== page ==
Long time no blog....;-)
To me, the most important aspect of this is a bit buried in the release, so I highlighted it in yellow. It's going to save us, the taxpayers, money when we need to borrow. And like any properly functioning business, a municipality will need to borrow from time to time for capital projects.
Here's a primer on Municipal Credit Ratings from Governing Magazine: http://www.governing.com/finance101/gov-basics-muni-credit-ratings.html
Published on Newburyport MA (http://www.cityofnewburyport.com)
City Achieves Highest Credit Rating Possible
City Bond Rating Upgraded to AAA
City Achieves Highest Credit Rating Possible—First Time in City History
Mayor Donna D. Holaday is pleased to announce that on Wednesday, May 20, 2015, the City was notified that it had achieved the highest possible municipal bond rating of Triple A (AAA) from the national rating agency, Standard & Poor’s (S&P). This rating represents an upgrade from the rating of AA+, issued to the City in 2014 by S&P. This new long-term rating increase places Newburyport among the ranks of the top communities across the country for credit worthiness and financial management. The upgraded credit quality of Newburyport will allow the City to issue debt at lower interest rates, saving the City in future borrowing costs.
According to the S&P report, assigning the City of Newburyport the highest possible bond rating is based on the City’s, “…very strong management as well as stronger wealth and income indicators.” They cited the following favorable factors for the City in making their determination:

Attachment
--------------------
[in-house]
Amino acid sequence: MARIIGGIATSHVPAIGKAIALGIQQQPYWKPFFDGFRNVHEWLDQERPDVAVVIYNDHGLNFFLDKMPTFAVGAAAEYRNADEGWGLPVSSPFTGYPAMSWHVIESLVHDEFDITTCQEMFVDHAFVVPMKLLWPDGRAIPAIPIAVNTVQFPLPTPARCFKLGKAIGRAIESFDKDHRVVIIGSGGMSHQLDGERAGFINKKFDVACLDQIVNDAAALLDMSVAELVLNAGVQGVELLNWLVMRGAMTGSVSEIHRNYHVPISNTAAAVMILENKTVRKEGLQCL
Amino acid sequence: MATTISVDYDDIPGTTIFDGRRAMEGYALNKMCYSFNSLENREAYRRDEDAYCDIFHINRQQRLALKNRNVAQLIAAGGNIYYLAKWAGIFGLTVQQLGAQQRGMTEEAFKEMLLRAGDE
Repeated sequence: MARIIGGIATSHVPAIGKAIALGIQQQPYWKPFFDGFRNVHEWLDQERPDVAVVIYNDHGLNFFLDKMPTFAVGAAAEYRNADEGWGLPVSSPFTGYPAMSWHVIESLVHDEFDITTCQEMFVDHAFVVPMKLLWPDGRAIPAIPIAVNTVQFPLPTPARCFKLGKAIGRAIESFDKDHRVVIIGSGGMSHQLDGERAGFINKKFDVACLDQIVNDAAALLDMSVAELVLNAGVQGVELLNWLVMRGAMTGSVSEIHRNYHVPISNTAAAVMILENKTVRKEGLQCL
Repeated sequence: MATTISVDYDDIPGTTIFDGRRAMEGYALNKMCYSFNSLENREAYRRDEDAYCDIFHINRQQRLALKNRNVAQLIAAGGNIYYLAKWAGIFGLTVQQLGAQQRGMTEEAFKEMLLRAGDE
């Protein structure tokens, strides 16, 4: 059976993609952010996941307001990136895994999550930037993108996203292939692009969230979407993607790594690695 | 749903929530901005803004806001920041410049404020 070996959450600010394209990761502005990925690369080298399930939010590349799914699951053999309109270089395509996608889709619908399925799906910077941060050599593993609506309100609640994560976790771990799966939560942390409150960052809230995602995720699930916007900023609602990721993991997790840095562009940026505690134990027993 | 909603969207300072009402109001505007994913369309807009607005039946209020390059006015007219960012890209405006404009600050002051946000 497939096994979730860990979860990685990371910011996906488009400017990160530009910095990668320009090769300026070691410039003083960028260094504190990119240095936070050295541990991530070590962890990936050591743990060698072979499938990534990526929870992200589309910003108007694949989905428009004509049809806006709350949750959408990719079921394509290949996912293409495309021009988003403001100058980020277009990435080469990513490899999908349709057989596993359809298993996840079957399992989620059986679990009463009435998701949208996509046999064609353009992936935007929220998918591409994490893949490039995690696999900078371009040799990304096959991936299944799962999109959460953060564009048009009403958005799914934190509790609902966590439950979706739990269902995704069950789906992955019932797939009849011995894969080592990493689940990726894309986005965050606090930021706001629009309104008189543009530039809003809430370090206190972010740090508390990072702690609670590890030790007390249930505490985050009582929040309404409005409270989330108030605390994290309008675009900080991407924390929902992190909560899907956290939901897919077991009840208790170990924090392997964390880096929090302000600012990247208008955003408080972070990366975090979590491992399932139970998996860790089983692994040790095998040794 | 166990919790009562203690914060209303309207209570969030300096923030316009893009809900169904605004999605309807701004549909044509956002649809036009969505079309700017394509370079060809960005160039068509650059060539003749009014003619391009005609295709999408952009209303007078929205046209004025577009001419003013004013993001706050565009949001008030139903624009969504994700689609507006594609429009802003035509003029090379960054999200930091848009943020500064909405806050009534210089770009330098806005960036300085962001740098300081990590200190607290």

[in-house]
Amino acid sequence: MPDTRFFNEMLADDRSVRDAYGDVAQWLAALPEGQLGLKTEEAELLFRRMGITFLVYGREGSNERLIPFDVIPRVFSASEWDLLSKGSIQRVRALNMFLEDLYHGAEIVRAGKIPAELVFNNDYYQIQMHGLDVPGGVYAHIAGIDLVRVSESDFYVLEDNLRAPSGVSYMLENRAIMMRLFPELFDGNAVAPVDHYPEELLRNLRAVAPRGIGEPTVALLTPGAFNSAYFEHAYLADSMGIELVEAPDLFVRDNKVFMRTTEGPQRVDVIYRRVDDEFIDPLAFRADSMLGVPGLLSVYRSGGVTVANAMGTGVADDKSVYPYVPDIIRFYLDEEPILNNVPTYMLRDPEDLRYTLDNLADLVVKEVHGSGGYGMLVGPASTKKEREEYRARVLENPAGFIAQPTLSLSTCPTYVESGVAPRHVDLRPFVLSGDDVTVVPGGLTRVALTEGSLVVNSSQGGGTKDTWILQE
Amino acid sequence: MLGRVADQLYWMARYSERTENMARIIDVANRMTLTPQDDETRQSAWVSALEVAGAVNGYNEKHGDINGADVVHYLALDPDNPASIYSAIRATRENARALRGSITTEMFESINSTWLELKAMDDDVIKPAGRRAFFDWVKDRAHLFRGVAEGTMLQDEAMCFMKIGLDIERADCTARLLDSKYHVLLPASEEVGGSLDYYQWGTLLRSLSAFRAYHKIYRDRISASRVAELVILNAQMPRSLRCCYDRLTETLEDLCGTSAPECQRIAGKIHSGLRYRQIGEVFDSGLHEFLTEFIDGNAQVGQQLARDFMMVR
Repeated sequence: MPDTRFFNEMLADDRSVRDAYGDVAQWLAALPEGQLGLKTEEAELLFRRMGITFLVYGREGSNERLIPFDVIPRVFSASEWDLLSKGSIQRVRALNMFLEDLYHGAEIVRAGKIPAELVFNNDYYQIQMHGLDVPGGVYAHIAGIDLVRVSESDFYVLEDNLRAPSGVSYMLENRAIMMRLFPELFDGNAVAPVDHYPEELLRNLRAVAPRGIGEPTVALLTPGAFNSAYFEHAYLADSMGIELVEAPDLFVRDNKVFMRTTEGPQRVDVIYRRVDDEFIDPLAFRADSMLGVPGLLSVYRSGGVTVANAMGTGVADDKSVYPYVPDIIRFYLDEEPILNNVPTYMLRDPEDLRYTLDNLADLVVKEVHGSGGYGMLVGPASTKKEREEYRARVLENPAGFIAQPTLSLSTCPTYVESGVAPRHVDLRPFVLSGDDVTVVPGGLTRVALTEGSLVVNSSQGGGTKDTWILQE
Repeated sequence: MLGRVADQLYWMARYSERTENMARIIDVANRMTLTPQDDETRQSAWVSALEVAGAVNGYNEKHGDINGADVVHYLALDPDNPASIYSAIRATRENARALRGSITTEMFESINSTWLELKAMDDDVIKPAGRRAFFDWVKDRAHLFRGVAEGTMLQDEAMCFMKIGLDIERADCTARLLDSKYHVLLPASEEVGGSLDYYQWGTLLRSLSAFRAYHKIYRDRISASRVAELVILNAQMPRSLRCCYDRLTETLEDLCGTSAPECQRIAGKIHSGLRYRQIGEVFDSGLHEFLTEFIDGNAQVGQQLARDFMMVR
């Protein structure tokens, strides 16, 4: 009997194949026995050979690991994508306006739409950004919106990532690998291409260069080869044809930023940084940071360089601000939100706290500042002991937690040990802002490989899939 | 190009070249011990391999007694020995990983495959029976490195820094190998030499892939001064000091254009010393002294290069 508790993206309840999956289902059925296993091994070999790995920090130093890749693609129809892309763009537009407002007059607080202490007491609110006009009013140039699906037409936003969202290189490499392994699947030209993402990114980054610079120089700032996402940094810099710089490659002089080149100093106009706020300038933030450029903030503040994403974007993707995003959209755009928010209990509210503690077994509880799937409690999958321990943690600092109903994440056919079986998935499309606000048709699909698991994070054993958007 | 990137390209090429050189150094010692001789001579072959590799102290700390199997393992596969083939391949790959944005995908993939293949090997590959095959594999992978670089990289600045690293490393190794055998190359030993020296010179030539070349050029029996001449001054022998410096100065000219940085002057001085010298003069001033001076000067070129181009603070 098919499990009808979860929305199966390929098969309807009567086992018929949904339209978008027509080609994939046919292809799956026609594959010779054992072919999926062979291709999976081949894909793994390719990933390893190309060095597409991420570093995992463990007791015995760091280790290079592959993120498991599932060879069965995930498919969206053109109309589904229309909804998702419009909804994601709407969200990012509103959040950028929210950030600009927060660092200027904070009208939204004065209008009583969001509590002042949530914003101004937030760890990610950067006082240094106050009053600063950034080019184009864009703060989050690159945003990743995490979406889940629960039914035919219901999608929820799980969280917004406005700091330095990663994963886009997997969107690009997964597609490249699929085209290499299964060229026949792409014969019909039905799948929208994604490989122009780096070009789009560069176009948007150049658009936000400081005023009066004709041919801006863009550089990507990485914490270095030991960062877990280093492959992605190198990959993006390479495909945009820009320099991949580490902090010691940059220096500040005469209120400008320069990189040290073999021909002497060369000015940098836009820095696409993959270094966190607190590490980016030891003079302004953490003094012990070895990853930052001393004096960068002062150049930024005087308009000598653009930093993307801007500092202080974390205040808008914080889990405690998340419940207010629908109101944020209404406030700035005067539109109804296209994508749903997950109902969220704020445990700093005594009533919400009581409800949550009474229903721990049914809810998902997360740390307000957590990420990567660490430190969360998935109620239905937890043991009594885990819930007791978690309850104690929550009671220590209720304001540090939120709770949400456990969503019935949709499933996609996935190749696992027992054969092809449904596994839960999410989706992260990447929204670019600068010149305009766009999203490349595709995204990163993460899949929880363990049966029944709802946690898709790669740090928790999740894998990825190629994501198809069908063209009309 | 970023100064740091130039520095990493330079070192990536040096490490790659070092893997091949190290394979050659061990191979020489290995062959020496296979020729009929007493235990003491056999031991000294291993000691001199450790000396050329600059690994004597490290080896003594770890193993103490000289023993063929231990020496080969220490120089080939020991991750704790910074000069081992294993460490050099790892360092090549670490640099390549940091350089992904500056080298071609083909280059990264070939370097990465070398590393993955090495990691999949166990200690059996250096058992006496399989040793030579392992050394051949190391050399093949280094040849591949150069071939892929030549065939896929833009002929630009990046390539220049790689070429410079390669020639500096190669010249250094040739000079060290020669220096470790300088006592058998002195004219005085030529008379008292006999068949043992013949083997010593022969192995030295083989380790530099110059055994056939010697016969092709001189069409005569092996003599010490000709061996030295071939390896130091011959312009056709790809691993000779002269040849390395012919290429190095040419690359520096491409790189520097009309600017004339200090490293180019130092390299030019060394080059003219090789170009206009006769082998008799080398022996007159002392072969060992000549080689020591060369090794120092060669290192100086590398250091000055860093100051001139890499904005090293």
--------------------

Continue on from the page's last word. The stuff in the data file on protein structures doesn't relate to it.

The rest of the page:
- Very strong economy, with access to a broad and diverse metropolitan statistical area (MSA);
- Very strong management, with "strong" financial policies;
- Strong budgetary performance, with a slight operating surplus in the general fund and balanced operating results at the total governmental fund level;
- Strong budgetary flexibility, with an available fund balance in fiscal 2014 of 11% of operating expenditures;
- Very strong liquidity, with total government available cash of 29.1% of total governmental fund expenditures and 5.4x governmental debt service, and access to external liquidity we consider strong;
- Strong debt and contingent liability position, with debt service carrying charges of 5.4% and net direct debt that is 74.3% of total governmental fund revenue and low overall net debt at less than 3% of market value; and
- Strong institutional framework score.
According to the City’s Financial Advisor, FirstSouthwest , there are roughly 58 communities out of 351 in Massachusetts that have a AAA bond rating—the majority of which are towns.
As for the future, S&P reported that, Newburyport’s financial outlook appears to be stable. In their report they note, “The stable outlook reflects our opinion that the city will maintain its at least strong financial position through balanced operations. The city’s very strong wealth and income levels and the diverse and dynamic local and regional economies support the rating. We further expect the Newburyport’s debt profile to remain strong as its future capital needs are limited and that management's policies will support long-term stability. We are unlikely to revise the rating during our two-year horizon as we believe the capable management team will maintain the city’s strong financial performance and preserve at least strong reserves. While unlikely, a sustained or substantial weakening of reserves and liquidity could put downward pressure on the rating.”
S&P’s full report is expected to be made publicly available by the end of this week.